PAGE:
Leverkusen start well in the early stages
From the start of the match to the first goal scored by Javi Martinez for Bayern this match had all the makings of a fascinating encounter. Whilst as mentioned above the starting structure from Leverkusen left them open in certain zones of the pitch it also allowed for interesting angles and connections to form in the attacking phase.
In the early stages of the match Bayern were put under significant pressure as they looked to build up from the back and the away side were limited in their options to progress the ball forwards.
With the ball in the Bayern left back zone with Alaba there are no comfortable passing options in order to progress the ball forwards safely. With the pass back to the goalkeeper even negated by the positioning of Volland shading over towards the Bayern goal. This initial pressing left Bayern having to choose between playing the low percentage longer passes to bypass the press or trying to dribble through the initial press to open up options.
This style of play whilst essentially a defensive function also had an impact on the way that Leverkusen attacked in the early stages. The movement of Havertz and Brandt in particular in dropping in to wider areas and then joining with Volland on the last line was causing Bayern some problems as Leverkusen looked to attack quickly and rely on transitions to catch Bayern out of position.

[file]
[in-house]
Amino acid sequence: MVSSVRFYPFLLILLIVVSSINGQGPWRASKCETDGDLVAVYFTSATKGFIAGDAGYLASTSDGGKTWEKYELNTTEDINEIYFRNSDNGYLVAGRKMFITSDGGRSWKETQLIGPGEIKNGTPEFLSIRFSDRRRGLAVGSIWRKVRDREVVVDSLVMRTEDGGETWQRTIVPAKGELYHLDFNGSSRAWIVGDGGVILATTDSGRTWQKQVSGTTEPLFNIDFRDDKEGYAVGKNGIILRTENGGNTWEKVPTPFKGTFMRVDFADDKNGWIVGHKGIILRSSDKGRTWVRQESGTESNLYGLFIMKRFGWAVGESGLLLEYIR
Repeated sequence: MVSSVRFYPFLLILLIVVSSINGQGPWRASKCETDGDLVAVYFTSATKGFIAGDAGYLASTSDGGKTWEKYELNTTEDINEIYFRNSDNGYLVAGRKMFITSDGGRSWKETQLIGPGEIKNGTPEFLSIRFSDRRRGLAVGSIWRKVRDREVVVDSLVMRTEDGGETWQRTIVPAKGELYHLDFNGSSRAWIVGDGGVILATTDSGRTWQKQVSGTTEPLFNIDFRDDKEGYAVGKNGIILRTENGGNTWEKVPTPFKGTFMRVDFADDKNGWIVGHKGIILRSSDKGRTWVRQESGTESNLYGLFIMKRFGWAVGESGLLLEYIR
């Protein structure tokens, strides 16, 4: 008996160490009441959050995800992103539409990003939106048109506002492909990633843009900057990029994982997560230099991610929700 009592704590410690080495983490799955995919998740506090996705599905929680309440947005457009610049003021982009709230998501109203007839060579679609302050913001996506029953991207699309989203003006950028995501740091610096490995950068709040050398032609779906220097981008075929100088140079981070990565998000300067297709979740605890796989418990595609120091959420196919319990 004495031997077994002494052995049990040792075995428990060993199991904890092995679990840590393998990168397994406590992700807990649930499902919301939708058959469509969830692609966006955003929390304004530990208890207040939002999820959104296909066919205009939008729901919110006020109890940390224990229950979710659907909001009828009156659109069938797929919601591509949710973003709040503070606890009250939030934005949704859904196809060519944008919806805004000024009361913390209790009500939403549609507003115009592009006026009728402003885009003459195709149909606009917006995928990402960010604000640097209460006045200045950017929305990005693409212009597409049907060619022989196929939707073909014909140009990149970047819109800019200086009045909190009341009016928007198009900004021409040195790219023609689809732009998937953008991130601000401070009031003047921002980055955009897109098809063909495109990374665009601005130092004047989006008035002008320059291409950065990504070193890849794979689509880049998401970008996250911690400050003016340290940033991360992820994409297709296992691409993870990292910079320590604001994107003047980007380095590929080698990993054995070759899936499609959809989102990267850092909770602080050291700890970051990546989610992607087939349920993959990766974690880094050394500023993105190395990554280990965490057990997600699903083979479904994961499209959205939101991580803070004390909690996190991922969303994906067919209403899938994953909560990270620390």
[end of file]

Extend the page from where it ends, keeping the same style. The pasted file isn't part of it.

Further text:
As the game progressed however Leverkusen started to commit more players forward and with Bellarabi and Bailey looking to get more involved in the wider areas it became evident that Leverkusen were overextending themselves and leaving gaps defensively.
You can see the Leverkusen attacking structure here with the wide three man defence and two shielding midfield players (Lars Bender and Dominik Kohr). We can already see that there are clear weak points in the structure and when the wingbacks advance forward you are left with a relatively narrow 3-2 structure at the back. It is here that you would expect to see one of the two defensive midfielders shift across to the wide areas to support the wide central defenders when they were isolated. instead Kohr and Bender retained their central position and Bayern began to exert more and more influence on the match.
Bayern begin to take control
As the game progressed we saw Bayern Munich start to take control and exploit the weaknesses that we have already seen in the the Leverkusen structure. When Javi Martinez scored in the 32nd minute the tide of the match then completely in the away sides favour.
Key to the match was the impressive performance of James Rodriguez with the Colombian international starting in a more traditional central midfield position before drifting in behind the double pivot of Bender and Kohr for Leverkusen. This freedom of movement was facilitated further by the willingness of Arturo Vidal to hold his position with Javi Martinez to provide a platform and occupy the attention of Kohr and Bender.